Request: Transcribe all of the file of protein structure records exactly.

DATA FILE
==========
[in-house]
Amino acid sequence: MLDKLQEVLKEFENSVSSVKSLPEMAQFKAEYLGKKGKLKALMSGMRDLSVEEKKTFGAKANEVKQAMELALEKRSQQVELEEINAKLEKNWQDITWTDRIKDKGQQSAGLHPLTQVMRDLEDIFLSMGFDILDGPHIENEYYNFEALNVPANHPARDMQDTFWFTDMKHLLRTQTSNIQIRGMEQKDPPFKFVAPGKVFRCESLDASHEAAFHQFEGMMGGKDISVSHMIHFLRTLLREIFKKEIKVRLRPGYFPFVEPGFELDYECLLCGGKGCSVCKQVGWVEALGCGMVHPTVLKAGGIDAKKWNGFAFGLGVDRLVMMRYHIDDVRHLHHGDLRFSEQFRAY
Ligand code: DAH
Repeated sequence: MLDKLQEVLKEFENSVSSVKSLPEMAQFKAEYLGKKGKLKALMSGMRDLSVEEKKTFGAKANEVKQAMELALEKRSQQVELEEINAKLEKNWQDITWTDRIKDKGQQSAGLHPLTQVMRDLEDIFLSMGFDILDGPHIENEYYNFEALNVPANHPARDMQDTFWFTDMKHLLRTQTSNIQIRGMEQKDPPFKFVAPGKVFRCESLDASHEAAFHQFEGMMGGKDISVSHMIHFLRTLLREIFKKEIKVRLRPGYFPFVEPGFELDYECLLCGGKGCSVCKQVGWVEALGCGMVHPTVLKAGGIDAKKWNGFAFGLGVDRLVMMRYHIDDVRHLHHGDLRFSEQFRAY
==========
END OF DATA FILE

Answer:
[in-house]
Amino acid sequence: MLDKLQEVLKEFENSVSSVKSLPEMAQFKAEYLGKKGKLKALMSGMRDLSVEEKKTFGAKANEVKQAMELALEKRSQQVELEEINAKLEKNWQDITWTDRIKDKGQQSAGLHPLTQVMRDLEDIFLSMGFDILDGPHIENEYYNFEALNVPANHPARDMQDTFWFTDMKHLLRTQTSNIQIRGMEQKDPPFKFVAPGKVFRCESLDASHEAAFHQFEGMMGGKDISVSHMIHFLRTLLREIFKKEIKVRLRPGYFPFVEPGFELDYECLLCGGKGCSVCKQVGWVEALGCGMVHPTVLKAGGIDAKKWNGFAFGLGVDRLVMMRYHIDDVRHLHHGDLRFSEQFRAY
Ligand code: DAH
Repeated sequence: MLDKLQEVLKEFENSVSSVKSLPEMAQFKAEYLGKKGKLKALMSGMRDLSVEEKKTFGAKANEVKQAMELALEKRSQQVELEEINAKLEKNWQDITWTDRIKDKGQQSAGLHPLTQVMRDLEDIFLSMGFDILDGPHIENEYYNFEALNVPANHPARDMQDTFWFTDMKHLLRTQTSNIQIRGMEQKDPPFKFVAPGKVFRCESLDASHEAAFHQFEGMMGGKDISVSHMIHFLRTLLREIFKKEIKVRLRPGYFPFVEPGFELDYECLLCGGKGCSVCKQVGWVEALGCGMVHPTVLKAGGIDAKKWNGFAFGLGVDRLVMMRYHIDDVRHLHHGDLRFSEQFRAY